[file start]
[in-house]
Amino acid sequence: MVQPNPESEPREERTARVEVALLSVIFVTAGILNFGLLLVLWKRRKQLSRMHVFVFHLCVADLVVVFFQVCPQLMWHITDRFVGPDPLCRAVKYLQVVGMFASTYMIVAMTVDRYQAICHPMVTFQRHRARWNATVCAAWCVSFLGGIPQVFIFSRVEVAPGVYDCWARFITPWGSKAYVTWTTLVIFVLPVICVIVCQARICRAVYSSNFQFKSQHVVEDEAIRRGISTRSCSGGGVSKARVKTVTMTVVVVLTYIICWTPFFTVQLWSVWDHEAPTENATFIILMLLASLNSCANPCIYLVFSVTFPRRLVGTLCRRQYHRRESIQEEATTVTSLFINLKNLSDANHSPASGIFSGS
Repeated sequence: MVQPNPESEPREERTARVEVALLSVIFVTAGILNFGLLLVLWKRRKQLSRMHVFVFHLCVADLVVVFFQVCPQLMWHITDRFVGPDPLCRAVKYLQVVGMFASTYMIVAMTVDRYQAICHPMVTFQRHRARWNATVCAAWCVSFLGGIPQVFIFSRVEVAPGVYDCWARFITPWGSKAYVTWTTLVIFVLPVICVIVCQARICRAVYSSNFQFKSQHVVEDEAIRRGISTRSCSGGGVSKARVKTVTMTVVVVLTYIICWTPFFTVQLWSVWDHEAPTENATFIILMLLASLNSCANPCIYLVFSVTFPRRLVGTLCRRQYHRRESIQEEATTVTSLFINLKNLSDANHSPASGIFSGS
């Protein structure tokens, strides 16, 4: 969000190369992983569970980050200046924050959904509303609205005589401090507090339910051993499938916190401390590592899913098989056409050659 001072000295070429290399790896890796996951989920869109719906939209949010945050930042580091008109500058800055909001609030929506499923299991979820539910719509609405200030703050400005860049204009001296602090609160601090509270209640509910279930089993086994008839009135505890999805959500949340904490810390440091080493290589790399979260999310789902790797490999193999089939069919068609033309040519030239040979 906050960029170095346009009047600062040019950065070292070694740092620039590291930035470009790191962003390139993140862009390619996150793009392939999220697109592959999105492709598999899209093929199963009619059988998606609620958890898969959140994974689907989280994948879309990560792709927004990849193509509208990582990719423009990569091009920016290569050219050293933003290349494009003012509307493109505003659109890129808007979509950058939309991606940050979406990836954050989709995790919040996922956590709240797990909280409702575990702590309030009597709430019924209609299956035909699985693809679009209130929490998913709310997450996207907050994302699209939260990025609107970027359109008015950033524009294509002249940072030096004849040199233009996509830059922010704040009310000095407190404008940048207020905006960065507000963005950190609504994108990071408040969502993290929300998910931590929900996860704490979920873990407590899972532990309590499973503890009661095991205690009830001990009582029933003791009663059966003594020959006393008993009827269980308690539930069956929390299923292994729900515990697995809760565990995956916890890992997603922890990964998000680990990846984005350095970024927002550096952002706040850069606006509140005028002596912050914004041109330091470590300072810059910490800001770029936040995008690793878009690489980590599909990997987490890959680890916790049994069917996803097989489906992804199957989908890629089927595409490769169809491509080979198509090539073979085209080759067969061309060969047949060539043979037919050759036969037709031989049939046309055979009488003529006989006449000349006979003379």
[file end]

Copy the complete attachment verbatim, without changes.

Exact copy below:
[in-house]
Amino acid sequence: MVQPNPESEPREERTARVEVALLSVIFVTAGILNFGLLLVLWKRRKQLSRMHVFVFHLCVADLVVVFFQVCPQLMWHITDRFVGPDPLCRAVKYLQVVGMFASTYMIVAMTVDRYQAICHPMVTFQRHRARWNATVCAAWCVSFLGGIPQVFIFSRVEVAPGVYDCWARFITPWGSKAYVTWTTLVIFVLPVICVIVCQARICRAVYSSNFQFKSQHVVEDEAIRRGISTRSCSGGGVSKARVKTVTMTVVVVLTYIICWTPFFTVQLWSVWDHEAPTENATFIILMLLASLNSCANPCIYLVFSVTFPRRLVGTLCRRQYHRRESIQEEATTVTSLFINLKNLSDANHSPASGIFSGS
Repeated sequence: MVQPNPESEPREERTARVEVALLSVIFVTAGILNFGLLLVLWKRRKQLSRMHVFVFHLCVADLVVVFFQVCPQLMWHITDRFVGPDPLCRAVKYLQVVGMFASTYMIVAMTVDRYQAICHPMVTFQRHRARWNATVCAAWCVSFLGGIPQVFIFSRVEVAPGVYDCWARFITPWGSKAYVTWTTLVIFVLPVICVIVCQARICRAVYSSNFQFKSQHVVEDEAIRRGISTRSCSGGGVSKARVKTVTMTVVVVLTYIICWTPFFTVQLWSVWDHEAPTENATFIILMLLASLNSCANPCIYLVFSVTFPRRLVGTLCRRQYHRRESIQEEATTVTSLFINLKNLSDANHSPASGIFSGS
């Protein structure tokens, strides 16, 4: 969000190369992983569970980050200046924050959904509303609205005589401090507090339910051993499938916190401390590592899913098989056409050659 001072000295070429290399790896890796996951989920869109719906939209949010945050930042580091008109500058800055909001609030929506499923299991979820539910719509609405200030703050400005860049204009001296602090609160601090509270209640509910279930089993086994008839009135505890999805959500949340904490810390440091080493290589790399979260999310789902790797490999193999089939069919068609033309040519030239040979 906050960029170095346009009047600062040019950065070292070694740092620039590291930035470009790191962003390139993140862009390619996150793009392939999220697109592959999105492709598999899209093929199963009619059988998606609620958890898969959140994974689907989280994948879309990560792709927004990849193509509208990582990719423009990569091009920016290569050219050293933003290349494009003012509307493109505003659109890129808007979509950058939309991606940050979406990836954050989709995790919040996922956590709240797990909280409702575990702590309030009597709430019924209609299956035909699985693809679009209130929490998913709310997450996207907050994302699209939260990025609107970027359109008015950033524009294509002249940072030096004849040199233009996509830059922010704040009310000095407190404008940048207020905006960065507000963005950190609504994108990071408040969502993290929300998910931590929900996860704490979920873990407590899972532990309590499973503890009661095991205690009830001990009582029933003791009663059966003594020959006393008993009827269980308690539930069956929390299923292994729900515990697995809760565990995956916890890992997603922890990964998000680990990846984005350095970024927002550096952002706040850069606006509140005028002596912050914004041109330091470590300072810059910490800001770029936040995008690793878009690489980590599909990997987490890959680890916790049994069917996803097989489906992804199957989908890629089927595409490769169809491509080979198509090539073979085209080759067969061309060969047949060539043979037919050759036969037709031989049939046309055979009488003529006989006449000349006979003379």